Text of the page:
You wrote, "I'm presently trying to work out using the heat from my attic in the summer. Just now I'm thinking of using copper pipes against the black roof tiles to route water to pre-heat it up. However, the high cost of copper is negating this right now."

This is a canonical solar-thermal installation (we see rooftop boxes with pipes coming out all over California :-). If you enclose the piping in a reflective lined box, it doesn't even have to be copper. You could use black-painted PVC to absorb the light and heat, and wrap the transfer pipes in foam insulation to reduce losses.

Another interesting option (but more pricey in terms of capital expense) would be to build a seasonal heat sink. If you live in an area with strong seasonal variations, you can put a large insulated water tank, or some other object with very high heat capacity, a meter or two below ground level (subsurface soil temperatures remain essentially constant year round, because of the extremely low conductivity). You can collect heat during the summer and store it in the sink, then extract it during the winter to provide heating.

What is the most efficient method? At present, that would be a steam turbine.

Check eBay for peltier cells. If connected to a battery, one side gets very hot and the other very cold. They can also be used in reverse (provided you have diodes to stop it going back the other way) if you heat one side and cool the other, you get electricity. It is a cheap solution and they usually come in 100w models at 12v = 8.3A. Laptops are about 18v @5A=90w, so at full power it should be enough to power a laptop. I wouldn't do it directly though, use it like a solar panel with which you charge a battery over time and then you can discharge large amounts at once. Alternatively, you could boil water if it is hot enough and use the steam to turn a small motor, and then rectify the AC waveform to get DC out. You can generate a lot of power this way, but it will be large, expensive, and fairly noisy. It is probably more efficient because the peltier cell needs cooling on the other side too, so you will need to attach a heatsink and fan or something to keep it cool. Maybe string 5 or so together for more power?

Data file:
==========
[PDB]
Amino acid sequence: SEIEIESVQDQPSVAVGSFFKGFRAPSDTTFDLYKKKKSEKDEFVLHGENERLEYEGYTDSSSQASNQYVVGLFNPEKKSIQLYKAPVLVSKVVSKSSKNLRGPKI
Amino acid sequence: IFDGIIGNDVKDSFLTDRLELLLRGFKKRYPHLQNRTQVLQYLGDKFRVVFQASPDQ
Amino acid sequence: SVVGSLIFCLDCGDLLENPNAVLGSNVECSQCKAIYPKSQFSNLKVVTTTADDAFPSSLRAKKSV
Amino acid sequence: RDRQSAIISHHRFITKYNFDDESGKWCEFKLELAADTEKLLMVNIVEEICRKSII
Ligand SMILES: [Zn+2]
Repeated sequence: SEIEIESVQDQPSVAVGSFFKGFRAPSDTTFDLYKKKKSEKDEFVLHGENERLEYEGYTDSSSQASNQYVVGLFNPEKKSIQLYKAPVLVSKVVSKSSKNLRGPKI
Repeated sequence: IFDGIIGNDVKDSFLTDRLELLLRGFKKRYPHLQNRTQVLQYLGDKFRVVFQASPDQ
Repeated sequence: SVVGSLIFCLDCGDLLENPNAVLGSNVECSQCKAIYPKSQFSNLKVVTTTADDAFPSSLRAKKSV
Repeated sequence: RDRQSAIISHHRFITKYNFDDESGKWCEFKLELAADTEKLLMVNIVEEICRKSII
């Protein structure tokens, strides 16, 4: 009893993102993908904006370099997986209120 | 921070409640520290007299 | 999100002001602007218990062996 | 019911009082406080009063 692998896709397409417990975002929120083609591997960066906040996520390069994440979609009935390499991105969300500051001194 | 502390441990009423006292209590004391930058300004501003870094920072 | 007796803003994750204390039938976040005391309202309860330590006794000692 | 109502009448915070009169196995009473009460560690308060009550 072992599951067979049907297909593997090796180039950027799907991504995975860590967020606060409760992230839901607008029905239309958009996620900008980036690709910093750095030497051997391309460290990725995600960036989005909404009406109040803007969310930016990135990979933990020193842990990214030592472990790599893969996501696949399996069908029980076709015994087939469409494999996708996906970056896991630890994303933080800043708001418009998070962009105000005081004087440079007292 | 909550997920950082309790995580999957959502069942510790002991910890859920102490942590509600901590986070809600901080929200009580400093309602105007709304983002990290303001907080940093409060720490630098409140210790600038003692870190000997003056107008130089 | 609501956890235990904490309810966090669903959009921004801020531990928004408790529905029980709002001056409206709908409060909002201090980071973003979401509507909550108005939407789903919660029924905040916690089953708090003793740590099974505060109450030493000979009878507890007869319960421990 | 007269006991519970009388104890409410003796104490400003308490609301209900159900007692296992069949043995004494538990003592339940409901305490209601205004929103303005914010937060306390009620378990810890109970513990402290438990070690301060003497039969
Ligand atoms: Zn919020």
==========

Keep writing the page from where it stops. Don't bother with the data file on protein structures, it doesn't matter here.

Peltier cells operating in thermoelectric mode are about 4% efficient, if you are lucky, and are destroyed above about 180C.


May I humbly suggest that you are thinking about this problem in a way that is slightly backwards.

There's a lot to explain,
but the most important thing to realize is this:

It is easier to extract work from high temperature heat than from low temperature heat.

For this reason you want to put high temperature heat into your engine first.   Then if there's any low-quality waste heat left over, and there always will be, you can use that to heat your house.

That is to say you should be thinking about how to build a power generator that can also heat your house, rather than thinking that you can stick some thing into your chimney, and thermodynamically "mop up" some work out of a waste heat stream.

The best instructables I have seen for making significant amounts of homemade heat and power are the gasifier 'ibles by this author:

I don't know if this is what you had in mind, but if you did something like that, a homemade power plant consisting of a gasifier plus an internal combustion engine, you would have plenty of power.